Modeling informality formally: households and firms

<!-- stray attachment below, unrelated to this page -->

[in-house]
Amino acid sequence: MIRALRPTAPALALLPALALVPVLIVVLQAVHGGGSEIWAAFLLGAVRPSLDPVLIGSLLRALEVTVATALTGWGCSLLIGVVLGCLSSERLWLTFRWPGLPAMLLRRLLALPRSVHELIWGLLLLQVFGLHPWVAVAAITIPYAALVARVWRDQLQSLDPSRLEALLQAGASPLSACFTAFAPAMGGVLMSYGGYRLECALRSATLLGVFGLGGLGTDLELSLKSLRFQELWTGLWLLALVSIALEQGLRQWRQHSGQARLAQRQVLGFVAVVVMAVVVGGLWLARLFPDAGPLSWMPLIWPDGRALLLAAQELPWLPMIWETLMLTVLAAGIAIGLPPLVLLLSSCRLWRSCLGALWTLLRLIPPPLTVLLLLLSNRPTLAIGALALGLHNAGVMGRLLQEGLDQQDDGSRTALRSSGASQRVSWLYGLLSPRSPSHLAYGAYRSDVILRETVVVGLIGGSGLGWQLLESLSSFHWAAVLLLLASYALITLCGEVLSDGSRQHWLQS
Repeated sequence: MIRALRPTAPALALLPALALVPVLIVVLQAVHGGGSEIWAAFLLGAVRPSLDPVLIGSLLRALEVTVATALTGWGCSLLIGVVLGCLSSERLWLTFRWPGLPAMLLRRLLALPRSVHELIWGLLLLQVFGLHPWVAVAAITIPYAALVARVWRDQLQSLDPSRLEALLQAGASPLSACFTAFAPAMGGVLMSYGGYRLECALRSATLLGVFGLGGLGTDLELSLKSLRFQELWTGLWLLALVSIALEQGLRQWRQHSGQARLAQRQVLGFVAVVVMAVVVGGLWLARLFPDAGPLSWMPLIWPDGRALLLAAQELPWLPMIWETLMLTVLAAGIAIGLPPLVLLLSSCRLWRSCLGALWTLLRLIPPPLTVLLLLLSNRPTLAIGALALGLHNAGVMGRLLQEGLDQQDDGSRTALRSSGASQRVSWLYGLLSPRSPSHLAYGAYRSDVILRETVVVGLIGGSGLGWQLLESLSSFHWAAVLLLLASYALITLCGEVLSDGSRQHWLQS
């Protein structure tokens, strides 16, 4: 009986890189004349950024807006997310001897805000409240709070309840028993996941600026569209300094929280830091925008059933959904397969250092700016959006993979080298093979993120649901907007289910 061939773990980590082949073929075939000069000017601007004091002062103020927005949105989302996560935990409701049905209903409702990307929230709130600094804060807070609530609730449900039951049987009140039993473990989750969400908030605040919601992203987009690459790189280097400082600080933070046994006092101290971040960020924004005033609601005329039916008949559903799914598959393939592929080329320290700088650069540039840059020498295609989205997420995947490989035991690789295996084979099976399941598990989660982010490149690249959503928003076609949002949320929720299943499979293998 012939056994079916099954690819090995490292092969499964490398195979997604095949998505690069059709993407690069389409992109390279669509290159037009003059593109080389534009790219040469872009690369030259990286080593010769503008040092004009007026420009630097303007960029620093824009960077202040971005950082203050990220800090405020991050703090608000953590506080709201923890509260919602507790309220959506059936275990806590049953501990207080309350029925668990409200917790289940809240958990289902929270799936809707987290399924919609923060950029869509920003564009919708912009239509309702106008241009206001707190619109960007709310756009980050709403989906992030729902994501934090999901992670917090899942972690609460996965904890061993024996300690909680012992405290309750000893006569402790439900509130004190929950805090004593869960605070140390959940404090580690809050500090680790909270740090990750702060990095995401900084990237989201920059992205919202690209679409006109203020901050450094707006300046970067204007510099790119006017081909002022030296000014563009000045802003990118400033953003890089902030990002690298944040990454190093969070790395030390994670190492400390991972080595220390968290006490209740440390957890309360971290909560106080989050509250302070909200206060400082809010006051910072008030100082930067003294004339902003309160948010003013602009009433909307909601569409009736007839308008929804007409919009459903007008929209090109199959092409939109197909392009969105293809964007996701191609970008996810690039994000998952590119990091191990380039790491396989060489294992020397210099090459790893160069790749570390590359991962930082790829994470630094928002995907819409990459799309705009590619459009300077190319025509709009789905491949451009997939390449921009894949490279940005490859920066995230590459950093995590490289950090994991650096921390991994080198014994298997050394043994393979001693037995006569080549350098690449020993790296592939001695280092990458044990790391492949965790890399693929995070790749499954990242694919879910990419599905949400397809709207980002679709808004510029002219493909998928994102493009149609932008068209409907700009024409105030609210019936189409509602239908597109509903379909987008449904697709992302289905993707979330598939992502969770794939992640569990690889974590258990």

Informality is widespread in most developing countries. In Latin America, 50 percent of salaried employees work informally. Three stylized facts characterize informality: 1) small firms tend to operate informally while large firms tend to operate formally; 2) unskilled workers tend to be informal while skilled ones have formal jobs; 3) Ceteris paribus, secondary workers are less likely to operate formally than primary workers. We develop a model that account for all these facts. In our model both heterogeneous firms and workers have preferences over the sector they operate and choose optimally whether to function formally or informally. There are two labor markets, one formal and the other informal, and both firms and workers act unconstrained in them. By contrast, a prominent feature of the pre-existing literature is the idea that worker’s decisions play no role in determining the equilibrium of the economy. Using our model, we show that an increase in the participation of secondary workers would tend to raise the level of informality in the economy. This effect partially accounts for the increases in informality seen in Latin America over the past two decades.